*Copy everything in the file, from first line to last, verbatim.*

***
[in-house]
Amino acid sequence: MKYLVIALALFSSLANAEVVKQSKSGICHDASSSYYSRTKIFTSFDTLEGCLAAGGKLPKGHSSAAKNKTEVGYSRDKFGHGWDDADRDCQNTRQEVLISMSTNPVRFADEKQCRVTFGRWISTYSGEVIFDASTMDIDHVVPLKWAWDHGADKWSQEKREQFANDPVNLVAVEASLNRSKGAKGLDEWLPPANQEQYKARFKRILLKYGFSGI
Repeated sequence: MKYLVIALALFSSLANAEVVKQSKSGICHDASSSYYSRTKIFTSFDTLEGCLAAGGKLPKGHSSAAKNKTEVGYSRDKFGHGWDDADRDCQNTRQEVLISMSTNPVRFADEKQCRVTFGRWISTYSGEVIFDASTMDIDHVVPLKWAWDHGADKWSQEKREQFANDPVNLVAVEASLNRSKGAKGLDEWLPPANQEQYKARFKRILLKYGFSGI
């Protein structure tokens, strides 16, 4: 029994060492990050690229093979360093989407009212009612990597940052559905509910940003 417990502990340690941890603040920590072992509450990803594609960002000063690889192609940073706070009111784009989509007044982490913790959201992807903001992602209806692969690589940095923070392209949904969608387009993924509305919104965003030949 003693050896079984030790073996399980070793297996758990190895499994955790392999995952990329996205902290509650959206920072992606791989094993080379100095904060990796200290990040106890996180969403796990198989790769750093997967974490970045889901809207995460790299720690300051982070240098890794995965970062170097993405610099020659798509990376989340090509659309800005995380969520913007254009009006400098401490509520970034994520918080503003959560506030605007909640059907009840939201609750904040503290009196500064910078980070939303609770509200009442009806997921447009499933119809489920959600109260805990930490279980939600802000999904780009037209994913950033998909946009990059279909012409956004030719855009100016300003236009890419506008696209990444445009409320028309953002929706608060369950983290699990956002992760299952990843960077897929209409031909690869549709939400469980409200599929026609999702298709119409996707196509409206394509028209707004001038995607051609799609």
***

[in-house]
Amino acid sequence: MKYLVIALALFSSLANAEVVKQSKSGICHDASSSYYSRTKIFTSFDTLEGCLAAGGKLPKGHSSAAKNKTEVGYSRDKFGHGWDDADRDCQNTRQEVLISMSTNPVRFADEKQCRVTFGRWISTYSGEVIFDASTMDIDHVVPLKWAWDHGADKWSQEKREQFANDPVNLVAVEASLNRSKGAKGLDEWLPPANQEQYKARFKRILLKYGFSGI
Repeated sequence: MKYLVIALALFSSLANAEVVKQSKSGICHDASSSYYSRTKIFTSFDTLEGCLAAGGKLPKGHSSAAKNKTEVGYSRDKFGHGWDDADRDCQNTRQEVLISMSTNPVRFADEKQCRVTFGRWISTYSGEVIFDASTMDIDHVVPLKWAWDHGADKWSQEKREQFANDPVNLVAVEASLNRSKGAKGLDEWLPPANQEQYKARFKRILLKYGFSGI
């Protein structure tokens, strides 16, 4: 029994060492990050690229093979360093989407009212009612990597940052559905509910940003 417990502990340690941890603040920590072992509450990803594609960002000063690889192609940073706070009111784009989509007044982490913790959201992807903001992602209806692969690589940095923070392209949904969608387009993924509305919104965003030949 003693050896079984030790073996399980070793297996758990190895499994955790392999995952990329996205902290509650959206920072992606791989094993080379100095904060990796200290990040106890996180969403796990198989790769750093997967974490970045889901809207995460790299720690300051982070240098890794995965970062170097993405610099020659798509990376989340090509659309800005995380969520913007254009009006400098401490509520970034994520918080503003959560506030605007909640059907009840939201609750904040503290009196500064910078980070939303609770509200009442009806997921447009499933119809489920959600109260805990930490279980939600802000999904780009037209994913950033998909946009990059279909012409956004030719855009100016300003236009890419506008696209990444445009409320028309953002929706608060369950983290699990956002992760299952990843960077897929209409031909690869549709939400469980409200599929026609999702298709119409996707196509409206394509028209707004001038995607051609799609």